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Open Space Evaluation in Arizona
By Randy Gimblett
The University of Arizona School of Natural Resources and Environment worked closely with the National Park Service Rivers, Trails and Conservation Assistance Program thru 2009 on behalf of Arizona State Parks to learn more about the trends, issues, challenges and concerns regarding open space in the state of Arizona.
In 1998 Proposition 303, a ballot initiative, confirmed that Arizona voters value open space and are willing to pay for the cost of acquisition. Since 2000 Arizona State Parks has been responsible for administering the Growing Smarter State Trust Land Acquisition grant program which provides up to 50 percent of acquisition costs for eligible State Trust lands acquired at public auction.
The purpose of the acquisition grant program is to award grants from monies in the Land Conservation Fund “to conserve open spaces in or near urban areas and other areas experiencing high growth pressures.”In 2002 Governor Napolitano established the Growing Smarter Oversight Council to assess the effectiveness of the Growing Smarter legislative mandates.
In the Third Annual Report for the Growing Smarter Oversight Council, outcomes of their assessment are documented. Most of the report recommendations addressed needs for coordinated planning across jurisdictional boundaries and with stake holders, but there was little specific discussion about open space and acquisition.
In 2006, the oversight council presented their “Growing Smarter Oversight Council Guiding Principles for Arizona” report. That year, Governor Napolitano established the Governor's Growth Cabinet, consisting of state agency executive directors, to encourage coordinated, or at least complimentary, state, regional and local planning to achieve the goals expressed by Arizona residents.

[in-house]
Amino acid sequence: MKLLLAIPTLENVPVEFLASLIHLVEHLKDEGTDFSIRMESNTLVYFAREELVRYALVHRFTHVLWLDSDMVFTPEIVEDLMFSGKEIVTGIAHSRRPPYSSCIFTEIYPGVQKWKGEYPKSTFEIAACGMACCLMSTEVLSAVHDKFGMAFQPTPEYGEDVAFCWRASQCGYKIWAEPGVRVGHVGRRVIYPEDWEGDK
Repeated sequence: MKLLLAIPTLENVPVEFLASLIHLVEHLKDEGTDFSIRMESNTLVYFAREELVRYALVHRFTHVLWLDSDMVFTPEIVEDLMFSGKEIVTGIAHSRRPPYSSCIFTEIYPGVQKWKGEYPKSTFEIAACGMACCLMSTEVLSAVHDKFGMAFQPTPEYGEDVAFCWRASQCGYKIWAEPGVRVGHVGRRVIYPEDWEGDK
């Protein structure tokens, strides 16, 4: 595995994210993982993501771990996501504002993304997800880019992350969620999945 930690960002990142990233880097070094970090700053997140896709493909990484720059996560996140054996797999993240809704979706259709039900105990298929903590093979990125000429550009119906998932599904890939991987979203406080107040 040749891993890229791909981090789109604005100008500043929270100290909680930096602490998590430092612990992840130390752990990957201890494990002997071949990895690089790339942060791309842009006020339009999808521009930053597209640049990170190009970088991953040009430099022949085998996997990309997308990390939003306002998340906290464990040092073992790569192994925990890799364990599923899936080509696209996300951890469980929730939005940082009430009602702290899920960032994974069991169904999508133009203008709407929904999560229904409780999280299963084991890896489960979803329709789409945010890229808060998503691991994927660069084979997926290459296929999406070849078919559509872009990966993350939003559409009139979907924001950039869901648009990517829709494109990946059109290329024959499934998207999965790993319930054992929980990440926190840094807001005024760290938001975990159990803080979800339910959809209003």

Since 2006 little has been done to evaluate any effectiveness of the Growing Smarter Initiatives as they relate to open space. This study was undertaken to measure responses from planning departments in counties and communities regarding the planning for and acquisition of open space, as well as their compliance with requirements in the Growing Smarter Legislation.
Two surveys were constructed. The first was sent to county and local planning department administrators and staff to understand current and needed planning, policies, programs and facilities across the state. The second survey was sent to local, county, state and federal land managers and conservation non-profits to learn about management issues, needs funding, partnerships and user groups.
Questions in these surveys are based on the Growing Smarter and Growing Smarter Plus Acts, of 1998 and 2000 respectively, reports from the oversight council, and the Growing Smarter State Trust Land Acquisition Grant program administered by Arizona State Parks.Many issues emerged from the survey results, identification of pressing needs for consideration of open space grant program development and coordination with other local, state and federal agencies related to open space.
For more information on this research work please contact Randy Gimblett (firstname.lastname@example.org).